Miracle of Sound’s ‘Level 6’ album review
By Duncan Fingarson, Columnist
The most consistently amazing thing about Miracle of Sound is that, barring a few collaborations, everything is the work of one guy. Gavin Dunne, a relatively unknown independent musician from Ireland, does all the vocals, all the guitar, and with the help of virtual instrument software and a keyboard, all the other instruments too. It’s for a niche audience—most of the music is based off video games—but it’s still really good and incredibly varied. His new album, Level 6, was released last month and continues the trend. Everything in the album’s 15 genre-spanning tracks is different, and it’s all so good.
“Don’t Say a Word” is the first track, a synth-rock piece with echoing vocals and a nice, slow, background drumbeat. It’s a strong start, and it’s not even the best song on the album.
Track two, “London Town,” opens with piano and flows into guitar. There’s some great soft sections with more piano and subtle acoustic guitar, contrasted with sections of higher energy drums and electric guitar, perfect for a song about the industrial revolution.
Then there’s track three, “Lady of Worlds,” which is a duet and probably the best song on the album. The background music has a very folk sort of feel to it, with a lot of traditional-sounding strings and drums. The female vocals, performed by Gav’s friend Ailin Kennedy, are wonderful—powerful, with a touch of elegance to the delivery—while Gav’s own vocals are subdued—more spoken than sung in some places and not too overpowering. Listen to this one, if nothing else.
“Road Rage” is the first non-video game-inspired track, one of five on the album. This one pays tribute to Mad Max, opening like a dust cloud on the horizon and building slowly, the drums and guitar hitting a crescendo into full-blown, fast-paced industrial metal. You can almost hear the roaring engines in the background. This is a close second for best song.
After “Road Rage,” it’s nice to have a softer song to bring things back down. “Stay by My Side” features much quieter vocals and some truly beautiful instrumental composition. This is a very feel-good sort of song, full of wonder and peace.
It’s followed by “Going Nuclear,” a fun, bouncy little tune that sounds like it could have come right out of the ’50s. It’s the shortest track on the album, and a lot of effort has gone into making it sound authentically old. From the vinyl record scratch at the opening to the sparse instrumentals, it’s hard to believe this one was recorded on modern equipment. Anyone who loves classic jukebox numbers will love this.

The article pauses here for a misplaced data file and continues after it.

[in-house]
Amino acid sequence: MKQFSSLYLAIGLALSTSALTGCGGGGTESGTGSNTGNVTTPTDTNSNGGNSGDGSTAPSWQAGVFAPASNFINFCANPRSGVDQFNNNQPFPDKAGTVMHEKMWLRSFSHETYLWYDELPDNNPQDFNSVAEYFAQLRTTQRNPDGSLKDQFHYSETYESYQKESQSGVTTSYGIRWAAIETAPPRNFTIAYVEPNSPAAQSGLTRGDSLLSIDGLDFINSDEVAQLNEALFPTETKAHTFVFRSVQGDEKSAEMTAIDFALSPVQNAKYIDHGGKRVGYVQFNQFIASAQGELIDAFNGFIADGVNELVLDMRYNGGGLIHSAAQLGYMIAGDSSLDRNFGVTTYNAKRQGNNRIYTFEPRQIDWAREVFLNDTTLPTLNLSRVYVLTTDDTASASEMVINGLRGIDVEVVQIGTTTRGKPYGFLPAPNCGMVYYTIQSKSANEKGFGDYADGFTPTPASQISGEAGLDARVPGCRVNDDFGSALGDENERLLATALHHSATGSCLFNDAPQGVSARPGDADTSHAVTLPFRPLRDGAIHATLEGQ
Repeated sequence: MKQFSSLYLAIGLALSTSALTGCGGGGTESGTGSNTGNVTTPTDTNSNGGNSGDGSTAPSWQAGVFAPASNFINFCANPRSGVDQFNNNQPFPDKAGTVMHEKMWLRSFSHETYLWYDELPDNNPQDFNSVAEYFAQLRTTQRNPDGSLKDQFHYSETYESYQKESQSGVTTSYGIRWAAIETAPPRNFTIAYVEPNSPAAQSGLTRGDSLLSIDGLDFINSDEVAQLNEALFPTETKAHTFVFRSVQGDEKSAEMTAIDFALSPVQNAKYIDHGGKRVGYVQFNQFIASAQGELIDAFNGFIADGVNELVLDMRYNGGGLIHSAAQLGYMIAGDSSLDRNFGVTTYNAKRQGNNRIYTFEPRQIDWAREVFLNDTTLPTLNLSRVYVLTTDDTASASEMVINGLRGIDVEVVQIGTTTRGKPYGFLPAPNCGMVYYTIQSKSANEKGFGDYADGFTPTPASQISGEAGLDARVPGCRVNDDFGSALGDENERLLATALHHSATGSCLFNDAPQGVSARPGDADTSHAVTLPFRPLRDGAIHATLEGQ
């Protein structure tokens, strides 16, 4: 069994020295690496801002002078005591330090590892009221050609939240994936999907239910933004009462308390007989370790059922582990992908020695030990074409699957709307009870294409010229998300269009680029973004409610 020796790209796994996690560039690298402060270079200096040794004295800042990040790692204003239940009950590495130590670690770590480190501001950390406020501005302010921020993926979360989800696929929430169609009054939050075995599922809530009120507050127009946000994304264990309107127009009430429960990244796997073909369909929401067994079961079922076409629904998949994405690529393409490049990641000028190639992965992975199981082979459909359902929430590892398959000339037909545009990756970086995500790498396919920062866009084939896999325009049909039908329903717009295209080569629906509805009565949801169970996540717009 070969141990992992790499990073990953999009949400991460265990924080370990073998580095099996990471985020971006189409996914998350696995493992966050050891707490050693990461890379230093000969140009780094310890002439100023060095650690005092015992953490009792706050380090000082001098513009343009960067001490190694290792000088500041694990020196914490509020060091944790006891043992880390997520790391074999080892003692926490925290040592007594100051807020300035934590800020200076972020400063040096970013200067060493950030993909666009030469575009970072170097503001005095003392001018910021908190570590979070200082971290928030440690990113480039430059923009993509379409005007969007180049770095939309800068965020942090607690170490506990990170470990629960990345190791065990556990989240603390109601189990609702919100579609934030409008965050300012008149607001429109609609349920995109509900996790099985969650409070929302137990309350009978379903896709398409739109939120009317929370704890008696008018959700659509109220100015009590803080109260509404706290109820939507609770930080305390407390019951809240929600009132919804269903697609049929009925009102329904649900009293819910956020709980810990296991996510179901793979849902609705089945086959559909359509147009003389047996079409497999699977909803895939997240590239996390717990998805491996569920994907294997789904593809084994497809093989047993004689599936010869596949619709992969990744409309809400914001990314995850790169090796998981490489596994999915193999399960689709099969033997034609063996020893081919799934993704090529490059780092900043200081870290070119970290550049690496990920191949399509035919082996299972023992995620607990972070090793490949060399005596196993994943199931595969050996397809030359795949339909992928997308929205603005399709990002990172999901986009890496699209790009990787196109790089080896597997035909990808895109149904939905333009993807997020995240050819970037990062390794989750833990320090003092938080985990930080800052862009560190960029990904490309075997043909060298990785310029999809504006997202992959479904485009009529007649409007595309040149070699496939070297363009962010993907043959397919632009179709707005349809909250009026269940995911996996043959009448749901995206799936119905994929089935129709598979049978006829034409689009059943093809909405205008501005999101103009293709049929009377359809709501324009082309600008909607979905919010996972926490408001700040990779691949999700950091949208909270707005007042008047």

From the ’50s, it’s onto the ’70s with “Friends,” inspired by Guardians of the Galaxy. There’s a lot of funk and disco in here, and the lyrics touch unsurprisingly on friendship and having a few good buddies to fall back on when the going gets rough.
The next song is also about a comic character, but this time it’s one of DC’s: Batman! “I Am the Night” isn’t the first Batman song Gav has done, and musically it’s pretty close to the last ones. It’s dark, it’s gothic, it’s brooding. It’s Batman. What more could you ask for?
“Evacuate” is somewhat unique, one of two that wasn’t inspired by a particular other work. The second is track 13, “Metasonic,” which is instrumental. “Evacuate” has lyrics, dealing with loss, learning to move on, and staying positive during hard times. It’s a surprisingly fun track for its subject matter.
“My Shooting Star” is for fans of Firefly, Joss Whedon’s space western, and it really nails the western vibe. This one sounds like it wouldn’t be out of place around a campfire in the middle of the desert.
“Paleblood Moon” somehow manages to out-gothic the Batman track. It opens with distant bells and chanting choirs, and is backed by a dark, dense, brooding orchestral score. I think I heard a wolf howl in there, too. Words can’t really do it justice—this is a complex piece and it works really well.
“Friends to Foes” is the Halo track, a straightforward rock song with just enough piano and string music to place it alongside the Halo original soundtracks. It’s big, it’s bombastic, and it’s a lot of fun, but there’s some notes of loss to go along with it. It gets melancholic at times, but never for too long.
The album’s original tracks finish up with “I am Pudge,” a funny song with groaning vocals and big bumbling tubas. Just try not to picture a fat butcher tromping about during this one—it can’t be done.
The last song on the album is a remastering of an older track. “Hard Cash 2015” would be my favourite, but I’m discounting it because it’s not new for this album. It’s still great, with updated heavier basslines and less airy vocals, but it keeps its roots. This song is ’80s, Miami Beach and desperation, synth and Ray-Bans. Easily the best of the three Grand Theft Auto V songs Gav did, this one surprised me when I first heard it and grew on me since then. I still love it today.
Bottom line: this is a fantastic album by a great artist. Listen to it if you haven’t, buy it if you love it, and rock on.